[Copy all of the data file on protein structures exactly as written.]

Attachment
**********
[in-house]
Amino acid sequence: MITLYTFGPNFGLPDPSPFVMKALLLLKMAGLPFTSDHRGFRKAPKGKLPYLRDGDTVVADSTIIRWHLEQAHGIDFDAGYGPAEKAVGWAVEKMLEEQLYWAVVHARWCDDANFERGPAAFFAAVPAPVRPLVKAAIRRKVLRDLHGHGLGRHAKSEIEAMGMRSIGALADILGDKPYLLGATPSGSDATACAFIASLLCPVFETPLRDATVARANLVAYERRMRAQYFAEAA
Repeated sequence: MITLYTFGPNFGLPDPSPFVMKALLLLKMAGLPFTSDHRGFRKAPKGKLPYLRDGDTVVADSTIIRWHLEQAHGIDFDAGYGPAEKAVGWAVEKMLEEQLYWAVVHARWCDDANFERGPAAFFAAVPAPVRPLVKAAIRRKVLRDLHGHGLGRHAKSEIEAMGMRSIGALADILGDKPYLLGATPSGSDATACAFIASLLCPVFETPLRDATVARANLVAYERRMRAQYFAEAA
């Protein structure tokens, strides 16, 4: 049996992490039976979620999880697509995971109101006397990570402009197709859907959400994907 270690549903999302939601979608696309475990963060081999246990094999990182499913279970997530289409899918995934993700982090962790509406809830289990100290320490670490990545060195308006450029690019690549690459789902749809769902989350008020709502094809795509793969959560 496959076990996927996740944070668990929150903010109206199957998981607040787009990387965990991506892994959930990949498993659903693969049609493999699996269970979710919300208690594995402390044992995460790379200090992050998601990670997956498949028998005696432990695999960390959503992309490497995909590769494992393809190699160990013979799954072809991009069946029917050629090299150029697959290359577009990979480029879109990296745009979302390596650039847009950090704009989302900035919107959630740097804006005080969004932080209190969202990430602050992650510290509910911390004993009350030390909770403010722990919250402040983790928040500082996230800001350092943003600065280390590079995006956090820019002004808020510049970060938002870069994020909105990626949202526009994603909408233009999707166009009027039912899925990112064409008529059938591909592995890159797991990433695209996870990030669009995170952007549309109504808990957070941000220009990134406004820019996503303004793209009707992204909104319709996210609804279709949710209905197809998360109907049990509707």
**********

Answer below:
[in-house]
Amino acid sequence: MITLYTFGPNFGLPDPSPFVMKALLLLKMAGLPFTSDHRGFRKAPKGKLPYLRDGDTVVADSTIIRWHLEQAHGIDFDAGYGPAEKAVGWAVEKMLEEQLYWAVVHARWCDDANFERGPAAFFAAVPAPVRPLVKAAIRRKVLRDLHGHGLGRHAKSEIEAMGMRSIGALADILGDKPYLLGATPSGSDATACAFIASLLCPVFETPLRDATVARANLVAYERRMRAQYFAEAA
Repeated sequence: MITLYTFGPNFGLPDPSPFVMKALLLLKMAGLPFTSDHRGFRKAPKGKLPYLRDGDTVVADSTIIRWHLEQAHGIDFDAGYGPAEKAVGWAVEKMLEEQLYWAVVHARWCDDANFERGPAAFFAAVPAPVRPLVKAAIRRKVLRDLHGHGLGRHAKSEIEAMGMRSIGALADILGDKPYLLGATPSGSDATACAFIASLLCPVFETPLRDATVARANLVAYERRMRAQYFAEAA
């Protein structure tokens, strides 16, 4: 049996992490039976979620999880697509995971109101006397990570402009197709859907959400994907 270690549903999302939601979608696309475990963060081999246990094999990182499913279970997530289409899918995934993700982090962790509406809830289990100290320490670490990545060195308006450029690019690549690459789902749809769902989350008020709502094809795509793969959560 496959076990996927996740944070668990929150903010109206199957998981607040787009990387965990991506892994959930990949498993659903693969049609493999699996269970979710919300208690594995402390044992995460790379200090992050998601990670997956498949028998005696432990695999960390959503992309490497995909590769494992393809190699160990013979799954072809991009069946029917050629090299150029697959290359577009990979480029879109990296745009979302390596650039847009950090704009989302900035919107959630740097804006005080969004932080209190969202990430602050992650510290509910911390004993009350030390909770403010722990919250402040983790928040500082996230800001350092943003600065280390590079995006956090820019002004808020510049970060938002870069994020909105990626949202526009994603909408233009999707166009009027039912899925990112064409008529059938591909592995890159797991990433695209996870990030669009995170952007549309109504808990957070941000220009990134406004820019996503303004793209009707992204909104319709996210609804279709949710209905197809998360109907049990509707």